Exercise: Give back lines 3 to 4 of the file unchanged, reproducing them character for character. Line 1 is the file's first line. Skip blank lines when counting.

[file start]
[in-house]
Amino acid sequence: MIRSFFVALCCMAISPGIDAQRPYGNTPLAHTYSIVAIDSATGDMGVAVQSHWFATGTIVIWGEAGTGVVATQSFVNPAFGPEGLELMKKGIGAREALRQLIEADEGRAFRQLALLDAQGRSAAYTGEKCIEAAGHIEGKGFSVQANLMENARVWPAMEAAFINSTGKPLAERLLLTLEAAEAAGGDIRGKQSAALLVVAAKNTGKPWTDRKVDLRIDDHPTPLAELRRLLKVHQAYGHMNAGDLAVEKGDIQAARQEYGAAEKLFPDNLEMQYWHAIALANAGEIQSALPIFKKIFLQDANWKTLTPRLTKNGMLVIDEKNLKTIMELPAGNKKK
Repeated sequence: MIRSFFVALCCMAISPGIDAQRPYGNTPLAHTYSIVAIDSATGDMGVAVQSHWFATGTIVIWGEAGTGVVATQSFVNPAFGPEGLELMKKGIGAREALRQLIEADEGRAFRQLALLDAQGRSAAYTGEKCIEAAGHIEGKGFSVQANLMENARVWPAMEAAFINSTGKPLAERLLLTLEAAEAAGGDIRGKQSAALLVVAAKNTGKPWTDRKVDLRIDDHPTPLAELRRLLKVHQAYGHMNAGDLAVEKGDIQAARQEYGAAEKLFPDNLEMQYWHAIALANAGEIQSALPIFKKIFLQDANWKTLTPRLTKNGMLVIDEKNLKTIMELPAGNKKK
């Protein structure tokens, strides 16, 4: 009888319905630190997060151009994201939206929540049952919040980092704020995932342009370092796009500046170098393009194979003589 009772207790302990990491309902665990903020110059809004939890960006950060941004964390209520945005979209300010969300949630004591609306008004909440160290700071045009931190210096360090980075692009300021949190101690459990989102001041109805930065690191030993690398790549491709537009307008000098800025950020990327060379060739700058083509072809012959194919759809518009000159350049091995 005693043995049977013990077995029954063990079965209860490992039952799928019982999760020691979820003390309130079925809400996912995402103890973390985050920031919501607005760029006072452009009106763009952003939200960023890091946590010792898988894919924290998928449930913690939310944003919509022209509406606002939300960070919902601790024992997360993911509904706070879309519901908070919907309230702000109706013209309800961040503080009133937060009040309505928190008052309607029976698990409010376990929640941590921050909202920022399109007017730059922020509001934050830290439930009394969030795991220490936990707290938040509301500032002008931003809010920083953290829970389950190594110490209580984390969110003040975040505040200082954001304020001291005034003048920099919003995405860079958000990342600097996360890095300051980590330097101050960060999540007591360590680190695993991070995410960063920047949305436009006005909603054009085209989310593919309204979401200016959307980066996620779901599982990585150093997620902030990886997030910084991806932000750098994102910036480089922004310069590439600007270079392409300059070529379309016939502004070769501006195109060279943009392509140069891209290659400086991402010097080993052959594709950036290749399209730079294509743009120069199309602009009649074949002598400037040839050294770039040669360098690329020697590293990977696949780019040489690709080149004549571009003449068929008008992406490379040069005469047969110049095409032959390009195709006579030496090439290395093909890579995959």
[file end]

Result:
Repeated sequence: MIRSFFVALCCMAISPGIDAQRPYGNTPLAHTYSIVAIDSATGDMGVAVQSHWFATGTIVIWGEAGTGVVATQSFVNPAFGPEGLELMKKGIGAREALRQLIEADEGRAFRQLALLDAQGRSAAYTGEKCIEAAGHIEGKGFSVQANLMENARVWPAMEAAFINSTGKPLAERLLLTLEAAEAAGGDIRGKQSAALLVVAAKNTGKPWTDRKVDLRIDDHPTPLAELRRLLKVHQAYGHMNAGDLAVEKGDIQAARQEYGAAEKLFPDNLEMQYWHAIALANAGEIQSALPIFKKIFLQDANWKTLTPRLTKNGMLVIDEKNLKTIMELPAGNKKK
């Protein structure tokens, strides 16, 4: 009888319905630190997060151009994201939206929540049952919040980092704020995932342009370092796009500046170098393009194979003589 009772207790302990990491309902665990903020110059809004939890960006950060941004964390209520945005979209300010969300949630004591609306008004909440160290700071045009931190210096360090980075692009300021949190101690459990989102001041109805930065690191030993690398790549491709537009307008000098800025950020990327060379060739700058083509072809012959194919759809518009000159350049091995 005693043995049977013990077995029954063990079965209860490992039952799928019982999760020691979820003390309130079925809400996912995402103890973390985050920031919501607005760029006072452009009106763009952003939200960023890091946590010792898988894919924290998928449930913690939310944003919509022209509406606002939300960070919902601790024992997360993911509904706070879309519901908070919907309230702000109706013209309800961040503080009133937060009040309505928190008052309607029976698990409010376990929640941590921050909202920022399109007017730059922020509001934050830290439930009394969030795991220490936990707290938040509301500032002008931003809010920083953290829970389950190594110490209580984390969110003040975040505040200082954001304020001291005034003048920099919003995405860079958000990342600097996360890095300051980590330097101050960060999540007591360590680190695993991070995410960063920047949305436009006005909603054009085209989310593919309204979401200016959307980066996620779901599982990585150093997620902030990886997030910084991806932000750098994102910036480089922004310069590439600007270079392409300059070529379309016939502004070769501006195109060279943009392509140069891209290659400086991402010097080993052959594709950036290749399209730079294509743009120069199309602009009649074949002598400037040839050294770039040669360098690329020697590293990977696949780019040489690709080149004549571009003449068929008008992406490379040069005469047969110049095409032959390009195709006579030496090439290395093909890579995959």